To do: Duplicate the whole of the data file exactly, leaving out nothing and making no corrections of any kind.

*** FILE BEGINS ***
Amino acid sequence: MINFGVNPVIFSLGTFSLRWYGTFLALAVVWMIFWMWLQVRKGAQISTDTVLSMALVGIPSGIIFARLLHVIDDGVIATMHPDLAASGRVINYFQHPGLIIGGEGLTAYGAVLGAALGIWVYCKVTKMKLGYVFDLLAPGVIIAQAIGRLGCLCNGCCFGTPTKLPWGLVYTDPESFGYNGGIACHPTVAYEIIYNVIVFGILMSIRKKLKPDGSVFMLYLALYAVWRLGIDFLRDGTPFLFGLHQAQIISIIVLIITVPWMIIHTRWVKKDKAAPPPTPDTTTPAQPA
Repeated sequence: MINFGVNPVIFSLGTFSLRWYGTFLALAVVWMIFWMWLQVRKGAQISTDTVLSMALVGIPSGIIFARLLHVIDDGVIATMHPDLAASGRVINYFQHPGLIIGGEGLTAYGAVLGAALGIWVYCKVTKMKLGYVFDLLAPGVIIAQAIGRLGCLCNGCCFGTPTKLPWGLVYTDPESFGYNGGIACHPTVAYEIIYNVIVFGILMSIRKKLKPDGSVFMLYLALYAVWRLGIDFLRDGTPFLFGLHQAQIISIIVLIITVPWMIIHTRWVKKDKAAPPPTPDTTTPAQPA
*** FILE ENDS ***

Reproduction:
Amino acid sequence: MINFGVNPVIFSLGTFSLRWYGTFLALAVVWMIFWMWLQVRKGAQISTDTVLSMALVGIPSGIIFARLLHVIDDGVIATMHPDLAASGRVINYFQHPGLIIGGEGLTAYGAVLGAALGIWVYCKVTKMKLGYVFDLLAPGVIIAQAIGRLGCLCNGCCFGTPTKLPWGLVYTDPESFGYNGGIACHPTVAYEIIYNVIVFGILMSIRKKLKPDGSVFMLYLALYAVWRLGIDFLRDGTPFLFGLHQAQIISIIVLIITVPWMIIHTRWVKKDKAAPPPTPDTTTPAQPA
Repeated sequence: MINFGVNPVIFSLGTFSLRWYGTFLALAVVWMIFWMWLQVRKGAQISTDTVLSMALVGIPSGIIFARLLHVIDDGVIATMHPDLAASGRVINYFQHPGLIIGGEGLTAYGAVLGAALGIWVYCKVTKMKLGYVFDLLAPGVIIAQAIGRLGCLCNGCCFGTPTKLPWGLVYTDPESFGYNGGIACHPTVAYEIIYNVIVFGILMSIRKKLKPDGSVFMLYLALYAVWRLGIDFLRDGTPFLFGLHQAQIISIIVLIITVPWMIIHTRWVKKDKAAPPPTPDTTTPAQPA